<7ftcg3543jkl3933s8trlopgdbamo3vgj0@4ax.com> > Actually, it's easier to deal with the old systems. The main > advantage is the very small sizes of the OS and applications. For > example, the Xenix system fits in about 500MBytes, most of which is > data. Just to point out for those unfamiliar with Xenix, the OS itself is actually under 50, heck, under 10!. An entire Xenix filesystem can not even exceed 512M, though you can have multiple 512M fs's mounted for a total system that exceeds 512M. However, a 320M Xenix system IS huge when you remember all the options you don't have for getting data off of a Xenix box. * Networking - nope. (it existed but I never saw a single box with it, just like the C compiler) * Serial (kermit/rz/sz not PPP, no networking!) - yes, but only at 9600 unless you have a 3rd party serial card driver and card and the right kind of serial cable. Hopefully the box has a 3.5" floppy drive at least to copy gzip, rz, sz, and kermit onto the box in the first place, or else you are in for some real nostalgia using cu and %put or %take and learning how great we all hove it now that most communications protocols have built-in error detection, correction and/or retransmit, which cu put/take does not! Oh, and beware even if it is a 3.5" drive, it might well actually be a 720K drive not a 1.44M drive! * hd transplant to new hardware to continue to run xenix - if you can find a 486-100 or slower box that actully runs, reliably. (think 20 year old dried out capacitors all out of spec making the circuit unstable at the very least, if not a fire hazard! Not kidding! Seen it! Caps out of spec, so voltage regulator circuit out of spec, cooked several parts of the board, dried up stickers on components and on circuit traces caught fire!). * hd transplant for linux to read - linux can mount xenix fs's but it can't parse xenix divvy tables to know where the fs's start & stop. Theoretically you can read the divvy table yourself while still in xenix and write down the numbers and calculate the offsets yourself manually and use dd in linux to extract the fs to a seperate file. If you can manage that then linux can loopback mount the extracted image files effortlessly. I never managed it but I think Bela once described the basic steps here. * hd to hd copy to create partitions or cpio files that linux CAN read - if you can find a hard drive small enough that an old 486-66 motherboard bios can even see it. * tar/cpio to floppies - yep, that works. You need to know how to reassemble sco's multi-volume tar files unless you happen to be restoring onto a newer sco os instead of linux or freebsd. It's not conceptually hard, but is incredibly tedious and thus prone to human error, but a simple script can and has been written to automate that. So the only problem is that it's almost impossible to write to 200 floppies and read from them and have not one of them turn out corrupt. An you must be ok with spending a few solid hours feeding/swapping floppies into machines every couple minutes. ...hm... I could modify the sco-tar script so that it will retry any given volume and not proceed on to subsequent volumes until you say this one was OK, giving you a chance to throw away the bad floppy and regenerate the volume on the source machine instead of having to start the entire job over from the beginning. But is there a way to do the same thing on the source machine that is generating the volumes? Have it regenerate a given volume as many times as you ask, before proceeding on the the next, giving you a chance to read a volume and discover it's bad instead of having to start the entire job from the beginning. hm... * tape drive - if you can find working media for the ancient tape drive in the xenix box, and if that drive and it's controller card can then be moved and be installed on linux, or if you can install a newer drive on the xenix box. * cd burner - put down the Lagavulin.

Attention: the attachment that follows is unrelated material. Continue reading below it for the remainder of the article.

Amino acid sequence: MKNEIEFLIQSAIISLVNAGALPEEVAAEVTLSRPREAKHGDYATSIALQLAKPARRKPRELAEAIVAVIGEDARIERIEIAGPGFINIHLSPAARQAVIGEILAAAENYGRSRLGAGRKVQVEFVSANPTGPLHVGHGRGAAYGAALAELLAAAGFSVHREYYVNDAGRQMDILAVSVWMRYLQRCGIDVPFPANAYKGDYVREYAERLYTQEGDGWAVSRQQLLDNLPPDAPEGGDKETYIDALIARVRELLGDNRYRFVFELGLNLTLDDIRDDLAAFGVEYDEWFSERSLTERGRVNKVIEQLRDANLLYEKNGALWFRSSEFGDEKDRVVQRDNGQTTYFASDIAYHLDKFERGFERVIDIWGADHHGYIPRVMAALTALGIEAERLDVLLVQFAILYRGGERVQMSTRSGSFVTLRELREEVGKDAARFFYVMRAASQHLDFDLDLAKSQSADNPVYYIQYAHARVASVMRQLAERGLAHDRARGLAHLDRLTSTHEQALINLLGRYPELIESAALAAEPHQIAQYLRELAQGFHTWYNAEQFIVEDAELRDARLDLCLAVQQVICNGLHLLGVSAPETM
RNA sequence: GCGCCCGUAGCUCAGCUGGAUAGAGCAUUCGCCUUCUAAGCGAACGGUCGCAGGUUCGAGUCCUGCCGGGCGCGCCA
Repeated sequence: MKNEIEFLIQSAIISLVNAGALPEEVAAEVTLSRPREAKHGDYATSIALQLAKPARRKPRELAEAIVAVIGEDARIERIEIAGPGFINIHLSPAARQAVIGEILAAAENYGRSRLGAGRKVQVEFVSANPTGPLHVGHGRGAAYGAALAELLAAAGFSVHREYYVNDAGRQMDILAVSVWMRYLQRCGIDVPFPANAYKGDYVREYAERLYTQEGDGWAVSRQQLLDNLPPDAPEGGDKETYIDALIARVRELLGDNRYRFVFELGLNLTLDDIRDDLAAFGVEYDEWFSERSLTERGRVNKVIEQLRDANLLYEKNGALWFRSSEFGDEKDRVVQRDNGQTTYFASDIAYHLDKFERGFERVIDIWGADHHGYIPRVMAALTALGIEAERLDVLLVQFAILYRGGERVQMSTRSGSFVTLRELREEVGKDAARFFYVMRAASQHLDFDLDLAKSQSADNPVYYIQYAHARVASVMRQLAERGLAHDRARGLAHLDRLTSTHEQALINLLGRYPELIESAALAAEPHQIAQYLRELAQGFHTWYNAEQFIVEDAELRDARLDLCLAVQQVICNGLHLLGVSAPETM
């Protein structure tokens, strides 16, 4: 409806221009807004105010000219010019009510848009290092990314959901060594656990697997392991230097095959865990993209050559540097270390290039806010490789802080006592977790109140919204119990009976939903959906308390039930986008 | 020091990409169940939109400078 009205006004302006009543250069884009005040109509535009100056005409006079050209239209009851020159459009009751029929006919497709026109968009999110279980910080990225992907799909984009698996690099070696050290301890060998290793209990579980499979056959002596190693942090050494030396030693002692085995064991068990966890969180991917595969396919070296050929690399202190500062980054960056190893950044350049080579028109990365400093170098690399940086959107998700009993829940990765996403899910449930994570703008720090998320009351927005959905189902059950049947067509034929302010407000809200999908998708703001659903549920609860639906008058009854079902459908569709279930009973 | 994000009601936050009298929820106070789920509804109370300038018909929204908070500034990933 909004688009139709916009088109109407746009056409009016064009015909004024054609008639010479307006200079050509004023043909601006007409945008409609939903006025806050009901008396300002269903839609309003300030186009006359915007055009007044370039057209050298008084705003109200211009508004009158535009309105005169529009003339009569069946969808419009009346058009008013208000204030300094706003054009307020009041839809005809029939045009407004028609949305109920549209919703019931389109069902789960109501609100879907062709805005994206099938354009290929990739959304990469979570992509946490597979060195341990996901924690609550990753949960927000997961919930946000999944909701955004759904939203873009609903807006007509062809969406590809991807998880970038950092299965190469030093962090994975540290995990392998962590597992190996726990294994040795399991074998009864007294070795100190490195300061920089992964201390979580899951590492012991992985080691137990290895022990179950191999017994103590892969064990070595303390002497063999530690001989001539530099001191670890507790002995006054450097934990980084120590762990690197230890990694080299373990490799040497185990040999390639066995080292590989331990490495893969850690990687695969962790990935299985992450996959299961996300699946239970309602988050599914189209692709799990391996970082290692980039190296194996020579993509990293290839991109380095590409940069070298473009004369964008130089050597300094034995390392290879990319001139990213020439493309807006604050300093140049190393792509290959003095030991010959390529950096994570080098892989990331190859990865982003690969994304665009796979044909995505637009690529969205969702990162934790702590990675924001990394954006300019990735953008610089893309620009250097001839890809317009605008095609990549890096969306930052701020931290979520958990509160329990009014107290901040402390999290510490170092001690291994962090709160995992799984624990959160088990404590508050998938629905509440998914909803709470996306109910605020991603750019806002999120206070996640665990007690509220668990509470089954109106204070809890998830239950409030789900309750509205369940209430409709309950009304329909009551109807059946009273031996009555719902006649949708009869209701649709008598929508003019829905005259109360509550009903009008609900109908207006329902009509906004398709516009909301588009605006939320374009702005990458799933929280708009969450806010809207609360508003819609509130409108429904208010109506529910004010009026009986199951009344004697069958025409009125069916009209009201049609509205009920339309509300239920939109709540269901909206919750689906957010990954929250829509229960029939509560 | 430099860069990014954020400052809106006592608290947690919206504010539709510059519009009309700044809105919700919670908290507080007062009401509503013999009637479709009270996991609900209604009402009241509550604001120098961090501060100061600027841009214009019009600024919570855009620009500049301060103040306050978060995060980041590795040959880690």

So, when faced with an old xenix box, you are actually faced with a pretty